To summarize, we have discovered three things about a balancing the budget:
Given that the US government makes such large interest payments on outstanding debt, who receives those payments? US government debt is held by households, firms, and governments in many countries. Table 14.6 "Foreign Holdings of US Treasury Securities as of August 2008 (Billions of Dollars)" lists some of the foreign countries holding US Treasury securities (bills, bonds, and notes) in two different months: August 2008 and May 2011.
Table 14.6 Foreign Holdings of US Treasury Securities as of August 2008 (Billions of Dollars)
|Country||Holding as of August 2008||Holdings as of May 2011|
Source: “Major Foreign Holders of Treasury Securities,” US Department of the Treasury, July 18, 2011, accessed July 20, 2011, http://www.treasury.gov/resource-center/data-chart-center/tic/Documents/mfh.txt.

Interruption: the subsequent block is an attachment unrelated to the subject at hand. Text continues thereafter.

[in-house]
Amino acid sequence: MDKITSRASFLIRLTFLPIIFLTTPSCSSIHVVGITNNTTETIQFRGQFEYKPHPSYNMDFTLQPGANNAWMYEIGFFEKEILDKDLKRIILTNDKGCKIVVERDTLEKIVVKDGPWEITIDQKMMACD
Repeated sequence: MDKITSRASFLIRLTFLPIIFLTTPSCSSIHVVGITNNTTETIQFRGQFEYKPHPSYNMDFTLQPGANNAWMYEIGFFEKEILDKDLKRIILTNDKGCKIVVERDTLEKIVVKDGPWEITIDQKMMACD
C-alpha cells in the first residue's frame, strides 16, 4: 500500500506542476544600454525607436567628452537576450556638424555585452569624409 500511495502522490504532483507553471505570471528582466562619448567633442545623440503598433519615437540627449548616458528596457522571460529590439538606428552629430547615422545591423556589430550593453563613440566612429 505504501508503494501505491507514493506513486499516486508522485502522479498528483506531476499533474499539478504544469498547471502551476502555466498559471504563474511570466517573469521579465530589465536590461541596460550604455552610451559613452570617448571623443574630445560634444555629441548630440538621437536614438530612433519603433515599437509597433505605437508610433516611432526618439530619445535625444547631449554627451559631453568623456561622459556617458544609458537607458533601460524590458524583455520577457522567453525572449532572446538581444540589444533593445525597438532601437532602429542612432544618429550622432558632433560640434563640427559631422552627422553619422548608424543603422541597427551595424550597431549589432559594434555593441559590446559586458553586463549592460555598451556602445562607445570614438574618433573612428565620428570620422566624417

In May 2011, the total foreign ownership of US Treasury securities was more than 45 percent of the total privately held US public debt (“privately held” means we are excluding debt held by the Federal Reserve System). As you can see from Table 14.6 "Foreign Holdings of US Treasury Securities as of August 2008 (Billions of Dollars)", the ownership of US debt has changed significantly over the past few years. Japan was the largest holder of US debt in August 2008, but more recently China has taken its place.
You might wonder how these countries came to hold such a large fraction of US debt. Part of the answer goes back to the interaction between trade and capital flows between the United States and the rest of the world. The key is the link between trade deficits and borrowing from abroad:borrowing from other countries = imports − exports = trade deficit.
This equation tells us that whenever a country runs a trade deficit, it must finance that deficit by borrowing from abroad. The United States has been running trade deficits since the early 1970s. Consequently, foreign countries have been accumulating US assets, and government debt is one important such asset.